Over the years I have come to believe that the most important thing I do as an art educator is to involve people in the interpretation of art. This article is based on and furthers a set of principles I wrote to guide people in interpretive endeavors in a chapter on interpretation in Criticizing Art: Understanding the Contemporary (1994a) and then in an article for art teachers (1994b). I began this investigation of interpretation in years prior when attempting to discover and articulate how photographic images mean (1977, 1986,1990,1997a), and then broadened my thinking and writing to include criticism of art (1989, 1992) and images in popular visual culture (1991).
My thoughts on interpretation are very much influenced by the writings of aestheticians, art critics, literary theorists, art and photography historians, and art educators concerned with meaning in art. Although my research on art interpretation draws heavily upon the thinking of scholars, equally importantly, it is informed and tempered by years of multi-faceted experiences in interpretive thinking and teaching. I am able to build and test interpretive theory in practice by serving, for many years now, as an Art Critic-in-Education) in which capacity I engage children and adults in schools and community centers2 in talk about art. The artifacts we examine are usually modern or contemporary,3 and sometimes controversial (Barrett and Rab, 1990). We also examine the art that the students themselves make, and these occasions are the subject of Talking About Student Art (19976) a book that derives from an active interest in conducting, studying, and improving studio critiques for college art students, especially by increasing attention paid to interpretation of their work.4 I am able to test ideas on teaching interpretation with populations of adults and children and museum educators in art museums.5 Solitary interpretive experiences include writing and editing art criticism for regional publications and occasionally curating an art exhibition. So, these are principles that work in practice. This is the set published in 1994:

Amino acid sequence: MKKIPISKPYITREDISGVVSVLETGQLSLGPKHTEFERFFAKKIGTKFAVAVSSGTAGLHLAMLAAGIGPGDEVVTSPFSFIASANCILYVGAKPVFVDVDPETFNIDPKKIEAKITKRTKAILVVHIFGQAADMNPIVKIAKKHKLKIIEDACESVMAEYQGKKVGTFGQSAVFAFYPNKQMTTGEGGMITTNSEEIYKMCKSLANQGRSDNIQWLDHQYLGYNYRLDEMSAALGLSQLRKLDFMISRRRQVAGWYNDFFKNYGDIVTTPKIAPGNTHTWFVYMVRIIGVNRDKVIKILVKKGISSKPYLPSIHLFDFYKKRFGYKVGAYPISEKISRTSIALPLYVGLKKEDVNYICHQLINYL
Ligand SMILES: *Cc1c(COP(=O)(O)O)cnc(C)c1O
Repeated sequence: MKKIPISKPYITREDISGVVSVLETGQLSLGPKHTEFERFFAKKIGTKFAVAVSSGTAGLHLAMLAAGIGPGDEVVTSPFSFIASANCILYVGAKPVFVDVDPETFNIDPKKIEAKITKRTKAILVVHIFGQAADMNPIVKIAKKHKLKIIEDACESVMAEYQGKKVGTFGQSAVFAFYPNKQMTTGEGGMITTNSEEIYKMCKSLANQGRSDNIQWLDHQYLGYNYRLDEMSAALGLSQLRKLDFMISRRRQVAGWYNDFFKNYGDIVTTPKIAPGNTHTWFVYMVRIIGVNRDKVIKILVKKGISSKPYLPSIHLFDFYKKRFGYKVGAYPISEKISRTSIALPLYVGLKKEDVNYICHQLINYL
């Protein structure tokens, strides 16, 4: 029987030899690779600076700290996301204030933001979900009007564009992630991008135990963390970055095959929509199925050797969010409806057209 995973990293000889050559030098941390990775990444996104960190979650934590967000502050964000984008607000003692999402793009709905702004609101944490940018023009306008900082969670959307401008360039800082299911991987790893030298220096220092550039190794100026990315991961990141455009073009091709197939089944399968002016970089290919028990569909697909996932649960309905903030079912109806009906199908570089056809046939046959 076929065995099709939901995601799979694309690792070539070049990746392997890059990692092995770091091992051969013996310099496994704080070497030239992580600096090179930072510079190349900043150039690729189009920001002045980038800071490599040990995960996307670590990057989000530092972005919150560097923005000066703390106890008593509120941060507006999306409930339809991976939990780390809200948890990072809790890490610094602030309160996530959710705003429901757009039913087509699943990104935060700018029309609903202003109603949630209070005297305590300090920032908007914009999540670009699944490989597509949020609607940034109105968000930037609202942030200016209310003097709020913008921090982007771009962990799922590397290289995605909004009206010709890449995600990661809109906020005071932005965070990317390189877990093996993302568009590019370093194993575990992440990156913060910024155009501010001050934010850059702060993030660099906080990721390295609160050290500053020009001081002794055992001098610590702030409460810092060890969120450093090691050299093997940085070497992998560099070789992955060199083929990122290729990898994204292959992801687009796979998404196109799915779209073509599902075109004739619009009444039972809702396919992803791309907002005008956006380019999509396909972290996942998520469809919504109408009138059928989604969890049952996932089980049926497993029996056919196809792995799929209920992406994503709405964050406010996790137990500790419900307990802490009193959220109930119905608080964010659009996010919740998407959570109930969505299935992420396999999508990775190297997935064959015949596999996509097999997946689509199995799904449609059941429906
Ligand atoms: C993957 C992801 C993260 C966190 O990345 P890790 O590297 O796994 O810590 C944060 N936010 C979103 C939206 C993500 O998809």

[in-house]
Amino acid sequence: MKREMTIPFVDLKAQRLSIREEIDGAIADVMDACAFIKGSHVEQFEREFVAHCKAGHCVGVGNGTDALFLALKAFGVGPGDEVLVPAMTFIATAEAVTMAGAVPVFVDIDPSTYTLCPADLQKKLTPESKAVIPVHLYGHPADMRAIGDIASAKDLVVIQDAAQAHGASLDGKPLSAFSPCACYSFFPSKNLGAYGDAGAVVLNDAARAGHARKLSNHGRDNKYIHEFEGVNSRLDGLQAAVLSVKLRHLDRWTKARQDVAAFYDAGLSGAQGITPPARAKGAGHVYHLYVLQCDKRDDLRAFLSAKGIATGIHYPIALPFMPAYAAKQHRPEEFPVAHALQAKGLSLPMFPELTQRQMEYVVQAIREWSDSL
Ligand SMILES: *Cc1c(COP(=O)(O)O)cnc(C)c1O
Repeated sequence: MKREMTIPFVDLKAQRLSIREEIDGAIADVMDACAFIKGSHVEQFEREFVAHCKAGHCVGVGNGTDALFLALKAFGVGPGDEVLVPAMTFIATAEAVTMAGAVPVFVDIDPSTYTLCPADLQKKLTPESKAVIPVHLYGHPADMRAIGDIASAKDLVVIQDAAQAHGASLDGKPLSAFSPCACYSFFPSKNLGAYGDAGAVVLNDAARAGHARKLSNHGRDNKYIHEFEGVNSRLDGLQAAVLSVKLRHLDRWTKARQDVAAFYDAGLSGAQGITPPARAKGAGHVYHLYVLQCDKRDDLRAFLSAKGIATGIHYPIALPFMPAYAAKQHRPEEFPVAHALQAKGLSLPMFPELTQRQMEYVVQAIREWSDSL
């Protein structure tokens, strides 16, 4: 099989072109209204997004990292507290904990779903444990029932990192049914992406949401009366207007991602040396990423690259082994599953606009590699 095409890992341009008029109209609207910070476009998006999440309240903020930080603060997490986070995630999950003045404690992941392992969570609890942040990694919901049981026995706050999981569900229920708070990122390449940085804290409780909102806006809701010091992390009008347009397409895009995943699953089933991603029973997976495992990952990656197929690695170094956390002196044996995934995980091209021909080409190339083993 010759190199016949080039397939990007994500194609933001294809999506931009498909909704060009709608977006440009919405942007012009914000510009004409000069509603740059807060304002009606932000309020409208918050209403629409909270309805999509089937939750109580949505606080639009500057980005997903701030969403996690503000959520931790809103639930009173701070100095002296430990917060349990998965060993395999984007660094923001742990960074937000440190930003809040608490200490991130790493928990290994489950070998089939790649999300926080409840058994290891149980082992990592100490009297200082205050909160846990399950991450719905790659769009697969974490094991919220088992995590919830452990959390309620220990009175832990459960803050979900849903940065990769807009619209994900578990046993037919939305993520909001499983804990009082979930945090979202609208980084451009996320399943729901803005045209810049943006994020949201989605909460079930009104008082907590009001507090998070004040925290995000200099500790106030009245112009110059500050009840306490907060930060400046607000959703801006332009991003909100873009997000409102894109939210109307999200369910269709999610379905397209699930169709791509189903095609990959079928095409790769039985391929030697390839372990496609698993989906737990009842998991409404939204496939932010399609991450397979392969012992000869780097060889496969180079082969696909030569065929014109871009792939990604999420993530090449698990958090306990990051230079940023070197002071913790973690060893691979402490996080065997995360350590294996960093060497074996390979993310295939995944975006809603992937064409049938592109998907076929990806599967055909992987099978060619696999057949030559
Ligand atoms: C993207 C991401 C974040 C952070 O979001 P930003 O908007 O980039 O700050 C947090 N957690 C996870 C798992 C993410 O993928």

Artworks have "aboutness" and demand interpretation. Responsible interpretations present the artwork in its best rather than in its weakest light.
Interpretations are arguments.
Interpretations are persuasive.
No single interpretation is exhaustive of the meaning of an artwork and there can be different, competing, and contradictory interpretations of the same artwork.
Some interpretations are better than others.
Interpretations imply a world-view.
Good interpretations of art tell more about the artwork than they tell about the interpreter.
Interpretations are not so much absolutely right, but more or less reasonable, convincing, enlightening, and informative.
Good interpretations have coherence, correspondence, and inclusiveness.
Feelings are guides to interpretations.
An interpretation of an artwork need not match the artist's intent for the artwork.
The objects of interpretations are artworks, not artists.
All art is in part about the world in which it emerged.
All art is in part about other art.
Interpretation is ultimately a communal endeavor and the
community is eventually self-corrective.
Good interpretations invite us to see for ourselves and to continue on our own.
These principles are meant to account for both contemporary and historical works, to guide art critical and art historical interpretation. I've formulated the principles for art educators of all types to use with learners of all ages. The set of principles is eclectic, and some of the principles are drawn from theories that resist one another. The principles are meant to be complementary and not contradictory. The set is meant to be comprehensive but not exhaustive. Their number can be expanded or contracted. The principles and positions they assume purposely avoid extreme positions on contested topics of interpretation. …